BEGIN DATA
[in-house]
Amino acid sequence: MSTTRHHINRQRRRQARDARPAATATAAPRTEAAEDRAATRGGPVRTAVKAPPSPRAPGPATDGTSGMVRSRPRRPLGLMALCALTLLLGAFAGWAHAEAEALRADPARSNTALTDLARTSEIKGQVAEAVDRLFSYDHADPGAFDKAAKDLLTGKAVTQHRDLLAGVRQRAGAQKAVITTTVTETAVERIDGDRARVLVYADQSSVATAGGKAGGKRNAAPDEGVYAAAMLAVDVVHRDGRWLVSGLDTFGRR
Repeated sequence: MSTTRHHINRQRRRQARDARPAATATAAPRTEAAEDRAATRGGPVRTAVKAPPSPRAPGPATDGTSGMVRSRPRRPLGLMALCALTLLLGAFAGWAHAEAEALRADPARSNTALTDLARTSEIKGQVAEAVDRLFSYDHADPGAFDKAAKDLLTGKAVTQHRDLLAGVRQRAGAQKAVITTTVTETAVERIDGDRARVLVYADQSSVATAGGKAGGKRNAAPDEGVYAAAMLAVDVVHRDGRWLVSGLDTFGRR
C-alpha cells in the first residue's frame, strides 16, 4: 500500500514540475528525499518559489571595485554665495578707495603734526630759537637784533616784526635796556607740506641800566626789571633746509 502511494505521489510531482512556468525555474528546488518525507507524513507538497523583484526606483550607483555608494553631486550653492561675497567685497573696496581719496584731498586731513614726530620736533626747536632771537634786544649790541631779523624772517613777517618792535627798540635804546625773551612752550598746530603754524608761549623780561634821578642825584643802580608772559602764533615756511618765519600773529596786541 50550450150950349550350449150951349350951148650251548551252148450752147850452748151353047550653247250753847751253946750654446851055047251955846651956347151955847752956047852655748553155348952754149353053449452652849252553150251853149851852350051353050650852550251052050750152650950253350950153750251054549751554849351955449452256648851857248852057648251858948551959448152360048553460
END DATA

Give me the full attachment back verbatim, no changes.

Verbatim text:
[in-house]
Amino acid sequence: MSTTRHHINRQRRRQARDARPAATATAAPRTEAAEDRAATRGGPVRTAVKAPPSPRAPGPATDGTSGMVRSRPRRPLGLMALCALTLLLGAFAGWAHAEAEALRADPARSNTALTDLARTSEIKGQVAEAVDRLFSYDHADPGAFDKAAKDLLTGKAVTQHRDLLAGVRQRAGAQKAVITTTVTETAVERIDGDRARVLVYADQSSVATAGGKAGGKRNAAPDEGVYAAAMLAVDVVHRDGRWLVSGLDTFGRR
Repeated sequence: MSTTRHHINRQRRRQARDARPAATATAAPRTEAAEDRAATRGGPVRTAVKAPPSPRAPGPATDGTSGMVRSRPRRPLGLMALCALTLLLGAFAGWAHAEAEALRADPARSNTALTDLARTSEIKGQVAEAVDRLFSYDHADPGAFDKAAKDLLTGKAVTQHRDLLAGVRQRAGAQKAVITTTVTETAVERIDGDRARVLVYADQSSVATAGGKAGGKRNAAPDEGVYAAAMLAVDVVHRDGRWLVSGLDTFGRR
C-alpha cells in the first residue's frame, strides 16, 4: 500500500514540475528525499518559489571595485554665495578707495603734526630759537637784533616784526635796556607740506641800566626789571633746509 502511494505521489510531482512556468525555474528546488518525507507524513507538497523583484526606483550607483555608494553631486550653492561675497567685497573696496581719496584731498586731513614726530620736533626747536632771537634786544649790541631779523624772517613777517618792535627798540635804546625773551612752550598746530603754524608761549623780561634821578642825584643802580608772559602764533615756511618765519600773529596786541 50550450150950349550350449150951349350951148650251548551252148450752147850452748151353047550653247250753847751253946750654446851055047251955846651956347151955847752956047852655748553155348952754149353053449452652849252553150251853149851852350051353050650852550251052050750152650950253350950153750251054549751554849351955449452256648851857248852057648251858948551959448152360048553460